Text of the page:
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Bystander Awareness

Cite this article as:
Emily Fowler. Bystander Awareness, Don't Forget the Bubbles, 2021. Available at:
https://doi.org/10.31440/DFTB.33482
Elie Wiesel on bystander awareness - "What hurts the victim the most is not the cruelty of the oppressor, but the silence of the bystander

You look too young to be a doctor,’ would be a flattering phrase now (and one I haven’t heard in a while!). But when I qualified back in 2011 I’d hear it every week.

I didn’t translate this as a compliment, but as, You look too young to be competent to look after me/this patient/my relative’. It was never a welcome comment. I had never identified it as anything more than a throwaway line until I learnt about bystander awareness and micro-aggressions.

Bystander awareness- What is it?

As a GP registrar, I recently attended a session on bystander awareness. I will admit, I’d never heard the phrase before and had no idea what to expect from the session. It’s a concept much more commonplace in schools, universities and the military, but one I now think we should be very aware of in healthcare.

During the teaching session I realised I knew exactly what bystander awareness was. Here’s my explanation:

It’s that uncomfortable feeling of being a witness to a conversation you feel is discriminatory on some level.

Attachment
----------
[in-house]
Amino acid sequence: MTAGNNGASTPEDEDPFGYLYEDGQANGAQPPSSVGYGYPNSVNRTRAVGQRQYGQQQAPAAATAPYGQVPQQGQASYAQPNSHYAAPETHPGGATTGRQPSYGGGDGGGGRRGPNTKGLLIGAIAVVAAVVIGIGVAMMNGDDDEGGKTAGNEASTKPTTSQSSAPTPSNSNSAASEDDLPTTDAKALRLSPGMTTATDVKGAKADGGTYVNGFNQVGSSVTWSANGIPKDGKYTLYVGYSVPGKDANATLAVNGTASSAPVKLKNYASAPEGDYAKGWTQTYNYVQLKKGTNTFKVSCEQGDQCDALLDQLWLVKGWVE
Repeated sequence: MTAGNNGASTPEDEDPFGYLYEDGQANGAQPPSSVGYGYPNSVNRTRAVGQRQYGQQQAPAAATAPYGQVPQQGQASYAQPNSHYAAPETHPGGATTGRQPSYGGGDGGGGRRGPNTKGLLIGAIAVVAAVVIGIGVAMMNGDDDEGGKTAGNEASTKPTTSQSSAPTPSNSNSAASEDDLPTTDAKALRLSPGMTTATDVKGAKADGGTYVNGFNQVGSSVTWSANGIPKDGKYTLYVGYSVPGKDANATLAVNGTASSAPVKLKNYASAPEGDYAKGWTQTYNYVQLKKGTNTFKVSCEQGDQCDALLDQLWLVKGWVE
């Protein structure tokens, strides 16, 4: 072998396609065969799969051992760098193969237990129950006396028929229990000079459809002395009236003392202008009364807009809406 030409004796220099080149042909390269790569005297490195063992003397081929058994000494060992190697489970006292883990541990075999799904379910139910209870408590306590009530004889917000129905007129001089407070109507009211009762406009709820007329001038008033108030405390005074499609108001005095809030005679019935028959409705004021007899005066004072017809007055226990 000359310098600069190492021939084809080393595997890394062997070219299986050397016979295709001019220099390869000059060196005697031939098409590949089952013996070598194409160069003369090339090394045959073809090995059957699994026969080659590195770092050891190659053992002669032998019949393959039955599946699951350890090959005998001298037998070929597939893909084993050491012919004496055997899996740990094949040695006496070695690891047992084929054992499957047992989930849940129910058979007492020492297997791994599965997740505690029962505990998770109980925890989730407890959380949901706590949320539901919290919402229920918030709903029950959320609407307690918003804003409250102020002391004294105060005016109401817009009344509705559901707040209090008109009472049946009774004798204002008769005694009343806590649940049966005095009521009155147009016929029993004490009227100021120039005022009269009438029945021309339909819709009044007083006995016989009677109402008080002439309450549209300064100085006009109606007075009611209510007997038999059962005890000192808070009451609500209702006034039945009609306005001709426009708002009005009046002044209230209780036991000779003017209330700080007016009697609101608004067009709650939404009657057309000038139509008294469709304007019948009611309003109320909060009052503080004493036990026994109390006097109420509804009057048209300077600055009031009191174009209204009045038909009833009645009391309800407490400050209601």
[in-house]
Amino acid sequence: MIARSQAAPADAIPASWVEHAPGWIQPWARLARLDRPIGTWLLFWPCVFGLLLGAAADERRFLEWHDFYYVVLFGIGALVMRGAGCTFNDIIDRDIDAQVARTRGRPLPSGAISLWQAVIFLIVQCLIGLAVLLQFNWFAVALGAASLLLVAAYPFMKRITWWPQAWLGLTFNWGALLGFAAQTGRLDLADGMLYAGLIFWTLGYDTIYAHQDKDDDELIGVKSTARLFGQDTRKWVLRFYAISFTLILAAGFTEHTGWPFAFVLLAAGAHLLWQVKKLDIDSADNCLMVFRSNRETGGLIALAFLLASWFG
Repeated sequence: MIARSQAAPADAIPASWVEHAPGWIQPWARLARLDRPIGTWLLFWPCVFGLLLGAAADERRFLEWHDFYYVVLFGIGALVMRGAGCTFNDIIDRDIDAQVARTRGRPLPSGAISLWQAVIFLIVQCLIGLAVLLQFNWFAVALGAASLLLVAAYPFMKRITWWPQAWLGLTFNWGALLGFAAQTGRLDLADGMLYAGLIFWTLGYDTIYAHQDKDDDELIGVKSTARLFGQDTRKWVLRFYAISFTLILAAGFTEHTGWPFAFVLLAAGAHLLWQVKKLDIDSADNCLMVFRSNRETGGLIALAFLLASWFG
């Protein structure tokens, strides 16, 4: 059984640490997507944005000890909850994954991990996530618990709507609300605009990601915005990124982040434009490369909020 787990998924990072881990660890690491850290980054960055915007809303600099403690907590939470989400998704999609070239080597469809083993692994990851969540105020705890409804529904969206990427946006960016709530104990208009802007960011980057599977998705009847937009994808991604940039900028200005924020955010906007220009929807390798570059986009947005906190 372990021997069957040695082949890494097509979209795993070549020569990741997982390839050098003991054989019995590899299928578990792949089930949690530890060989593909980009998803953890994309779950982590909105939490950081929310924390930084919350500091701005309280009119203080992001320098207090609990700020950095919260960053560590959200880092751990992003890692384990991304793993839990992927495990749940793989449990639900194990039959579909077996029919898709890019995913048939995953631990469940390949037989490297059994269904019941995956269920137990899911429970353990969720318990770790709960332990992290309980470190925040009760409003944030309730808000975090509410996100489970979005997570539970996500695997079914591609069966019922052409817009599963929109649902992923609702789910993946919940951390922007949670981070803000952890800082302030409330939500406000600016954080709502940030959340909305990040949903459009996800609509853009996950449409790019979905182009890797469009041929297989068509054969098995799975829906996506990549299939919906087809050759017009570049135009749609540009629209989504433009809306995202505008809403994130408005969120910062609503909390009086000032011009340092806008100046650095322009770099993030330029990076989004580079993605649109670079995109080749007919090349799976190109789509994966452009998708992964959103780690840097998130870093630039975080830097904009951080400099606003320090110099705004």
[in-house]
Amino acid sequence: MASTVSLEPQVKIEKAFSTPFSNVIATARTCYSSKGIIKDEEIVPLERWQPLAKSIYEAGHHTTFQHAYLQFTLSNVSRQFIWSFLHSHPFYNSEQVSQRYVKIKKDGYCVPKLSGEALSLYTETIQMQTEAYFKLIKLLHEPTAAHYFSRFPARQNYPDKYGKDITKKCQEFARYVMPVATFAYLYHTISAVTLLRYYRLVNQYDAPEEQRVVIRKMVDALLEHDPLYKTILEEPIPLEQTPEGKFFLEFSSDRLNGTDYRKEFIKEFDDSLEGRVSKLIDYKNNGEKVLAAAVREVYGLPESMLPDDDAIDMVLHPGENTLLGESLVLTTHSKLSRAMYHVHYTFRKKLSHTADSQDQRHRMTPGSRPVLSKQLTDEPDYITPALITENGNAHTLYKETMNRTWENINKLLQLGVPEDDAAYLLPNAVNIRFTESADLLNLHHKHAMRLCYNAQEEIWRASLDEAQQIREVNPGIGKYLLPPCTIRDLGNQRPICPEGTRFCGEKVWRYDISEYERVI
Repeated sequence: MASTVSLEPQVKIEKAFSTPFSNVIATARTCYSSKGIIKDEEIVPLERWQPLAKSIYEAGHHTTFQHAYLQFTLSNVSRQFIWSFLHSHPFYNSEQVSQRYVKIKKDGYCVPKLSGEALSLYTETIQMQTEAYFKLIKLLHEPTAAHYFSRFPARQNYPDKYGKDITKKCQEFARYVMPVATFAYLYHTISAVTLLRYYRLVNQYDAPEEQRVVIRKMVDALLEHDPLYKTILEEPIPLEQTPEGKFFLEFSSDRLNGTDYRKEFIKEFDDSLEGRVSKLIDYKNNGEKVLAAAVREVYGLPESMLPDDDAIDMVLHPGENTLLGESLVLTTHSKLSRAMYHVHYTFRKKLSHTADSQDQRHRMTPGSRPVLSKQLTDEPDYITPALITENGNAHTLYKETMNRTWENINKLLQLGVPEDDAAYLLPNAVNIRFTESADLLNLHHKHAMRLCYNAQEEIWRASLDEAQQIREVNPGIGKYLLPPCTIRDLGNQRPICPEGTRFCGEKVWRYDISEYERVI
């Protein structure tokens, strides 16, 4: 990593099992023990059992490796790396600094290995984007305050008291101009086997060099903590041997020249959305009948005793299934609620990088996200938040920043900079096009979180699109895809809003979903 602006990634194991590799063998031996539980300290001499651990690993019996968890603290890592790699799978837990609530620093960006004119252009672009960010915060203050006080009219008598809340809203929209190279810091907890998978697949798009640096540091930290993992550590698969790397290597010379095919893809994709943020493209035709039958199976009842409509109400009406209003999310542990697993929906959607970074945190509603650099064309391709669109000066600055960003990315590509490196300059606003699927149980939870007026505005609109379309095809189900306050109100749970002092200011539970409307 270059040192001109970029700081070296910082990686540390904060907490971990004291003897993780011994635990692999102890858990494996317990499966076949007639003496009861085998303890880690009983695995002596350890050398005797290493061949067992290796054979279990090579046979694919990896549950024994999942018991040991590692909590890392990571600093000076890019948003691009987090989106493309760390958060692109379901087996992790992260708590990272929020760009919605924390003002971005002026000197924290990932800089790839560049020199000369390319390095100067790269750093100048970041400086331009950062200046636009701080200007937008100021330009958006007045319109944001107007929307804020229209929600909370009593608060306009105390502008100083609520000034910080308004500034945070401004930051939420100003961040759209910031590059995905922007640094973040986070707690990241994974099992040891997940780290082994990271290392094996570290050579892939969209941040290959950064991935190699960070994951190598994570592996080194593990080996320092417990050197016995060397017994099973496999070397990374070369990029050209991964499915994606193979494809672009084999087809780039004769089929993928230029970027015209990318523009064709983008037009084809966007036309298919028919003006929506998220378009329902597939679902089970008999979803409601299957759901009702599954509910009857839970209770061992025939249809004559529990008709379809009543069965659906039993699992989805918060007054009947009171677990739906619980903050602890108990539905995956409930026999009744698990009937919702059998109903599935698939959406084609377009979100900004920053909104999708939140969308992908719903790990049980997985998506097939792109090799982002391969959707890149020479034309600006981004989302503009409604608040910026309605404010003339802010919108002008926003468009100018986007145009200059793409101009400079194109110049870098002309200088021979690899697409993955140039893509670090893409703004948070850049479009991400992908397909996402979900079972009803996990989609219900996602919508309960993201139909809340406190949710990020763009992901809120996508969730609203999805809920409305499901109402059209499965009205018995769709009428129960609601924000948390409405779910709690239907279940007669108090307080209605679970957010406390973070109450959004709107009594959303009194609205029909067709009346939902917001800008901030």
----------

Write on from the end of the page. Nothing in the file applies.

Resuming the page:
Sometimes we witness obvious discrimination and bullying in the workplace. This session was more focused on being aware of subtle acts of discrimination, or micro-aggressions, as I now know to call them. These may relate to age, race, sex, gender identity, sexuality, disability… the list goes on.

Ashamedly, I now have to admit that I have been a passive bystander and I have witnessed these micro-aggressions without choosing to act. The incidents I remember have nearly all been at work. Following discussion with peers at this teaching session I realise I’m not alone.

I think the example I’ve most witnessed and the one which came up repeatedly in our teaching session is this one…

Person 1: Where are you from?

Person 2: *UK place name inserted*

Person 1: No, I mean originally?

…and so on.

This could be rephrased as you don’t belong here particularly if it’s asked often and out of context. People don’t like to be asked this. It is uncomfortable and this was reflected in our session. In fact, why would people ask that question? How is it relevant to the situation in the workplace? It’s (almost always) not. This is a micro-aggression.